Concert security guard settles motley crue suit

The Greensboro man claims band members urged the audience to assault him. A Greensboro man reached a confidential settlement with Motley Crue late Thursday, putting an end to a federal lawsuit that was scheduled for trial next week.

The lawsuit stems from a Motley Crue concert at the Greensboro Coliseum in 1997. John Allen, a security guard at the concert, accused band members of assaulting him, encouraging the crowd to attack him and using racial slurs.

``The matter was resolved finally last (Thursday) night,'' said Greensboro attorney Don Vaughn, who represents Allen and his employer, Show Pros Entertainment Services of Charlotte.

Vaughn and Allen could not discuss the terms of the settlement because of a confidentiality clause.

The case had been set for trial Monday morning in federal court in Winston-Salem. Allen had been seeking more than $75,000 in damages for verbal assault, battery, infliction of mental ! distress and other claims in the lawsuit.

The lawsuit alleged that bass player Nikki Sixx, drummer Tommy Lee and other members of the heavy metal band took part in verbal threats and assaults on Allen, who was working near the stage.

Allen, who is black, claimed that Sixx ``incited the crowd and told them to come forward and to take care of this (racial slur). He also told the crowd to throw cups at the security guards, which they did,'' according to the lawsuit.

The lawsuit says Sixx shouted obscenities at Allen, kicked him in the shoulder, spit at him and told the lighting directors to shine the spotlight on him while encouraging the audience to participate in the harassment. Allen also says Lee poured a cup of beer on his head.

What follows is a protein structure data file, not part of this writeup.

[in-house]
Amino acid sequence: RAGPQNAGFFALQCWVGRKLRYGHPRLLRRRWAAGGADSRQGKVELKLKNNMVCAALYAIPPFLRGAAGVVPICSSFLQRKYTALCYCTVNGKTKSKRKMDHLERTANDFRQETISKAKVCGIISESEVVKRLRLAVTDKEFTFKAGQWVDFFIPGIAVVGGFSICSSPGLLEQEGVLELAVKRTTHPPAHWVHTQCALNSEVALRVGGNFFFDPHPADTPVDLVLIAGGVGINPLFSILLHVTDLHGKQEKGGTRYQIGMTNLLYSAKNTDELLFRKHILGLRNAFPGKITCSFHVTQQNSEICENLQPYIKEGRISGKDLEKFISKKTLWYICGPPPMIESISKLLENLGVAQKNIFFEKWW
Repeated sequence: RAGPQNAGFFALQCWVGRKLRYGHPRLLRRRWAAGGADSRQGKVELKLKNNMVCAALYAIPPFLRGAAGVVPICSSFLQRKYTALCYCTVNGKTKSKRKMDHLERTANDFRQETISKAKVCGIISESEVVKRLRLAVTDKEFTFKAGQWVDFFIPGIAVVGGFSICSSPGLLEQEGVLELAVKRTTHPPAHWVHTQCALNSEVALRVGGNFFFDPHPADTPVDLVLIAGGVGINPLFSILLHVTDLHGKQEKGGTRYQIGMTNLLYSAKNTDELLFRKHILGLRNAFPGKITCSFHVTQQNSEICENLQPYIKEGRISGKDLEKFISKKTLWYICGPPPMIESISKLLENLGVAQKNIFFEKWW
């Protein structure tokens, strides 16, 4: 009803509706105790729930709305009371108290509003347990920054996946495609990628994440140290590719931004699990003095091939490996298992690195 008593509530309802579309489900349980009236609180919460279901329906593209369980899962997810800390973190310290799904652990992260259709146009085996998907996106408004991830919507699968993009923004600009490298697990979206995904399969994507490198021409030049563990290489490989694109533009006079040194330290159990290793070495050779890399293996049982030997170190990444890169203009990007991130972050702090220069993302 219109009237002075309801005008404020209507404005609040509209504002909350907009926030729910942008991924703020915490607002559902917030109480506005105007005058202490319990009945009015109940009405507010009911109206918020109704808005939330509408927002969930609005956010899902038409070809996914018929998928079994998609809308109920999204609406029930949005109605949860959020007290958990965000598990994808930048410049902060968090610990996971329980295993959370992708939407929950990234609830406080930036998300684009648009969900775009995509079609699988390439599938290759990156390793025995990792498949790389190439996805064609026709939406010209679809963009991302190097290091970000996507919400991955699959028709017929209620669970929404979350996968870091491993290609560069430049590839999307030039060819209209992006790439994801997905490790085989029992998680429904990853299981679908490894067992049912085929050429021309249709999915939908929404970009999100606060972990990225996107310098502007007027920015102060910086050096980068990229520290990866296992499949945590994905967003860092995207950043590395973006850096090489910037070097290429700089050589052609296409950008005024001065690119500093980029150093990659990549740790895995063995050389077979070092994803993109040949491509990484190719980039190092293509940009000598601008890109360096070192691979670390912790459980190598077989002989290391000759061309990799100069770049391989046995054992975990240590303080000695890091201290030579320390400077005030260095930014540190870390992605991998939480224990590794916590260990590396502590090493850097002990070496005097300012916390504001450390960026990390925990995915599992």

Allen was forced to climb on the stage to protect himself from the crowd. Portions of the concert were later televised on MTV.

Sixx and Lee faced criminal charges after the concert.

Sheriff BJ B! arnes sent deputies to serve Sixx with outstanding arrest warrants the next time Motley Crue performed in North Carolina. Deputies arrested Sixx after a show in Raleigh on Sept. 3, 1999.

Lee, who had not been performing with the band that night, turned himself in to deputies one month later.

Lee returned in Greensboro in early March to answer criminal charges. He pleaded no contest to a misdemeanor charge of simple assault for pouring beer on Allen's head. As part of the plea bargain, a prosecutor dropped a charge of felony riot with ethnic intimidation.

A judge sentenced Lee to unsupervised probation and ordered him to pay $161 in fines and court costs on March 7.

A week later, Nikki Sixx was also convicted of criminal charges from that concert.

He pleaded no contest to three misdemeanors - inciting a riot, simple assault and disorderly conduct.

As part of a plea bargain, prosecutors reduced his felony riot with ethnic intimidation charge to a misdemeanor of inciting a riot.

A jud! ge gave him a 30-day suspended jail sentence and unsupervised probation, and ordered him to pay $150 fine and court costs.

Sixx's criminal attorney, Joe Williams, said his client regretted what happened. He said Sixx was ``outraged'' that night, saying he saw the security guard manhandling people in the crowd.


Copyright 2000 Greensboro News & Record